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15th C. European Majolica Pottery Jars (pr)

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15th C. European Majolica Pottery Jars (pr)

Lot 0087 Details

Description
Europe, Italy or Spain, ca. 15th to 16th century CE. A matching pair of Majolica (also spelled Maiolica) pottery vessels presenting sinous silhouettes and hand painted with a coat of arms comprised of a profile bust of a knight donning a handsome helmet with elegant feathered plumes in profile above an elaborate crest containing a pair of lions flanking a tree supported by a feline-like gargoyle beneath, all in stunning cobalt blue, golden yellow, and spring green hues. Size: both measure approximately 4.25" in diameter x 8" H (10.8 cm x 20.3 cm)

A bit more on the technique and history of Majolica wares: According to a reputable Italian pottery journal, "Majolica – also spelled Maiolica – is the beautiful ware prepared by tin-glazing earthenware and firing it a second time. After the first firing, the bisque is dipped into a bath of fast drying liquid glaze. When dry, the glazed piece is ready to be hand painted. A final firing at 1690° Fahrenheit will make the glaze interact with the metal oxides used by the painter to create the deep and brilliant translucent colors specific to majolica.

This technique originates in the Middle East in the 9th century. By the 13th century majolica ware was imported into Italy through the Isle of Majorca, headquarter of the trade between Spain and Italy. The Italians called it Maiolica, erroneously thinking it was made in Majorca. They were fascinated by this new way of making ceramics and soon started to copy the process, adapting it by their own creativity and traditions. The rise of Italian majolica in Europe was fast and reached its peak of artistic quality throughout central Italy during the Renaissance – late 15th and early 16th centuries.

Nowadays, in English the word Majolica is used to refer to ceramic ware in the stylistic tradition of the Italian Renaissance." (http://www.thatsarte.com/blog/highlights/the-difference-between-pottery-ceramics-and-majolica-with-special-regard-to-italian-ceramics/)

Provenance: Ex- Private Washington State Collection

All items legal to buy/sell under U.S. Statute covering cultural patrimony Code 2600, CHAPTER 14, and are guaranteed to be as described or your money back.

A Certificate of Authenticity will accompany all winning bids.

We ship worldwide and handle all shipping in-house for your convenience.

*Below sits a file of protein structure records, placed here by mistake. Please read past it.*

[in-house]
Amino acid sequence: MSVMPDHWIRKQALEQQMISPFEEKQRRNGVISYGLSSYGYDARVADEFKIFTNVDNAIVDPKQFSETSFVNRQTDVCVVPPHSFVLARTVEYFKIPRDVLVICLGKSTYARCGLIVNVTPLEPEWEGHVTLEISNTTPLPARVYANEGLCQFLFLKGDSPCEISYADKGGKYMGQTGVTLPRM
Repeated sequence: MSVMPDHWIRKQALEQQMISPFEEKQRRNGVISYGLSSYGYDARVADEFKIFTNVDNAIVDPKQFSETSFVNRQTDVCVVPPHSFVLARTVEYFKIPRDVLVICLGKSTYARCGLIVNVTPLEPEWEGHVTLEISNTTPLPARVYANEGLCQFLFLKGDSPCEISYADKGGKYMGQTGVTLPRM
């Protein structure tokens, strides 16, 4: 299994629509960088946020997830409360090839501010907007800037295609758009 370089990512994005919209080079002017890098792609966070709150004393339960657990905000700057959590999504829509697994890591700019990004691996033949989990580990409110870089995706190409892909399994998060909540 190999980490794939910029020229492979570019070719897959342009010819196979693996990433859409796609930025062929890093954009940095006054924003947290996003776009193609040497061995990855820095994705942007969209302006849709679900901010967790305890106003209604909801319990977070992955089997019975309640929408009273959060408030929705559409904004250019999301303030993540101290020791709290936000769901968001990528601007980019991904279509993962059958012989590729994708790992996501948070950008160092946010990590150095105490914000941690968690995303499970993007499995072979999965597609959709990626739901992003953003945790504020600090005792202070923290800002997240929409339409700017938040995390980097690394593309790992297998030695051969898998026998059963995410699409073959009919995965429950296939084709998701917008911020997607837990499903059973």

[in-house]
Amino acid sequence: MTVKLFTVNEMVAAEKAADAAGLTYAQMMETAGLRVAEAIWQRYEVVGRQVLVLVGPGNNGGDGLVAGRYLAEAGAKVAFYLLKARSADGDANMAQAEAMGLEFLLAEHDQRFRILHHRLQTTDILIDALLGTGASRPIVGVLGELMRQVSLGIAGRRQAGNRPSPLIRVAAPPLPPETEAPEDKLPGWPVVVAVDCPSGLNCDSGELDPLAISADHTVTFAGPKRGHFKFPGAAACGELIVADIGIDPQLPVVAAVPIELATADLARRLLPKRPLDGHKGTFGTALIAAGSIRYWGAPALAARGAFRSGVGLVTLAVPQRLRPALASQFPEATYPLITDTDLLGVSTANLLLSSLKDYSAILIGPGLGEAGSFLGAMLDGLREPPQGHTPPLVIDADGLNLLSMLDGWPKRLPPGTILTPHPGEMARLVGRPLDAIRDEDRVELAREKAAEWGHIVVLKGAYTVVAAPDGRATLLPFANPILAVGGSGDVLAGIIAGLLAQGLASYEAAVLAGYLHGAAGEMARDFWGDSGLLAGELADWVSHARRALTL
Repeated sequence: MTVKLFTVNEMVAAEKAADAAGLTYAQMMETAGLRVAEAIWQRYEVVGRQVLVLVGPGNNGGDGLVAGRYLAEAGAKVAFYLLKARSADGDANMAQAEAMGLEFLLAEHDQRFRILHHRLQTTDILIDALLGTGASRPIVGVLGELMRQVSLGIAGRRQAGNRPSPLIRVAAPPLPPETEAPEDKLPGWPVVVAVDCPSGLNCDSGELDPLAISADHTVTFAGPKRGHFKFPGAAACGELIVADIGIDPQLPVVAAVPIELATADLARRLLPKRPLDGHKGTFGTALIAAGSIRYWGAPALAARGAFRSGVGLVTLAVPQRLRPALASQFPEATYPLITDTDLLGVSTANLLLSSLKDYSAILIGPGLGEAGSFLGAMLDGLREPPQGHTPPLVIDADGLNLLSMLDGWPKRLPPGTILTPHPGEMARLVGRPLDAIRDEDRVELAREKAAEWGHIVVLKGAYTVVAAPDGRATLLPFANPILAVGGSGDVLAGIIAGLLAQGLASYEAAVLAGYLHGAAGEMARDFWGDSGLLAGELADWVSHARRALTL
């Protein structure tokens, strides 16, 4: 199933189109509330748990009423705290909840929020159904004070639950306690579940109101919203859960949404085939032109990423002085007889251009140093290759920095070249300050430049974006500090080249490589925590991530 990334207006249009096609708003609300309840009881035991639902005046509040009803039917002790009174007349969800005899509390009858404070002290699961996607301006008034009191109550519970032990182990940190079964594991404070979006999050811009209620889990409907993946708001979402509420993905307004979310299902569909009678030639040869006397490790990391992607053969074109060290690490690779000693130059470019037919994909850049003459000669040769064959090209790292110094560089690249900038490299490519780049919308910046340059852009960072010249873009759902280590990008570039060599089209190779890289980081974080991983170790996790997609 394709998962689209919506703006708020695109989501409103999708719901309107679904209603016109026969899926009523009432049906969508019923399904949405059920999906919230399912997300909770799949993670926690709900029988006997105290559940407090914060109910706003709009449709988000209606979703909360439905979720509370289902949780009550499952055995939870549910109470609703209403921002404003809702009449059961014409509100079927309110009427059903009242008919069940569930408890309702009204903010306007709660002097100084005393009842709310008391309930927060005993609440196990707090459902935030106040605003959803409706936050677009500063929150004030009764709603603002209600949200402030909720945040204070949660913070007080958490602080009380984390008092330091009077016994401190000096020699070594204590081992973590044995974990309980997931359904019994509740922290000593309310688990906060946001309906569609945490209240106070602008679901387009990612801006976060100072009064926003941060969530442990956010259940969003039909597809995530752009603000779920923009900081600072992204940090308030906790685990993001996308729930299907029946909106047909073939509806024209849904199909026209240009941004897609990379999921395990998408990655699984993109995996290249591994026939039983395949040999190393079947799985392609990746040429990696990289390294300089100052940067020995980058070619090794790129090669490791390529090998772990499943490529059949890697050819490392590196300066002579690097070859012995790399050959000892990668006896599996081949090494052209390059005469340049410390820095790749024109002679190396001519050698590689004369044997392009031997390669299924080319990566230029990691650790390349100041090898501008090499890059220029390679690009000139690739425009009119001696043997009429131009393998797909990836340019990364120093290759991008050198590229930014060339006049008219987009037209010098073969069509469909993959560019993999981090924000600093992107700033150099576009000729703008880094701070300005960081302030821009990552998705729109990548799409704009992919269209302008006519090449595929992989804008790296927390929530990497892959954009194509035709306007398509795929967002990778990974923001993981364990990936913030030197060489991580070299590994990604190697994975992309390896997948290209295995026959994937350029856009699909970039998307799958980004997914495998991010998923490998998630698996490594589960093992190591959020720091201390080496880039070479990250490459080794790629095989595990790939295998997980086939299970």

#113629
Condition
One jar shows repair and chip to base, chip to lower body, and a few surface hairlines. Other shows small firing flaw (perforation) to base. Overall very good examples
Buyer's Premium
  • 22.5%

15th C. European Majolica Pottery Jars (pr)

Estimate
$2,000
-
$3,000
Jun 02, 2016
Starting Price
$1,000
7 bidders watching this item
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Ships fromBoulder County, CO, United States
Artemis Gallery

Artemis Gallery

Boulder County, CO, USA
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item

0087: 15th C. European Majolica Pottery Jars (pr)

Sold for
$1,000
1 Bid
Est.
$2,000
-
$3,000
Starting Price
$1,000
Exceptional Antiquities | Ethnographic Art
Thu, Jun 02, 2016 11:00 AM
Buyer's Premium 22.5%

Lot 0087 Details

Description
...
Europe, Italy or Spain, ca. 15th to 16th century CE. A matching pair of Majolica (also spelled Maiolica) pottery vessels presenting sinous silhouettes and hand painted with a coat of arms comprised of a profile bust of a knight donning a handsome helmet with elegant feathered plumes in profile above an elaborate crest containing a pair of lions flanking a tree supported by a feline-like gargoyle beneath, all in stunning cobalt blue, golden yellow, and spring green hues. Size: both measure approximately 4.25" in diameter x 8" H (10.8 cm x 20.3 cm)

A bit more on the technique and history of Majolica wares: According to a reputable Italian pottery journal, "Majolica – also spelled Maiolica – is the beautiful ware prepared by tin-glazing earthenware and firing it a second time. After the first firing, the bisque is dipped into a bath of fast drying liquid glaze. When dry, the glazed piece is ready to be hand painted. A final firing at 1690° Fahrenheit will make the glaze interact with the metal oxides used by the painter to create the deep and brilliant translucent colors specific to majolica.

This technique originates in the Middle East in the 9th century. By the 13th century majolica ware was imported into Italy through the Isle of Majorca, headquarter of the trade between Spain and Italy. The Italians called it Maiolica, erroneously thinking it was made in Majorca. They were fascinated by this new way of making ceramics and soon started to copy the process, adapting it by their own creativity and traditions. The rise of Italian majolica in Europe was fast and reached its peak of artistic quality throughout central Italy during the Renaissance – late 15th and early 16th centuries.

Nowadays, in English the word Majolica is used to refer to ceramic ware in the stylistic tradition of the Italian Renaissance." (http://www.thatsarte.com/blog/highlights/the-difference-between-pottery-ceramics-and-majolica-with-special-regard-to-italian-ceramics/)

Provenance: Ex- Private Washington State Collection

All items legal to buy/sell under U.S. Statute covering cultural patrimony Code 2600, CHAPTER 14, and are guaranteed to be as described or your money back.

A Certificate of Authenticity will accompany all winning bids.

We ship worldwide and handle all shipping in-house for your convenience.

#113629
Condition
...
One jar shows repair and chip to base, chip to lower body, and a few surface hairlines. Other shows small firing flaw (perforation) to base. Overall very good examples

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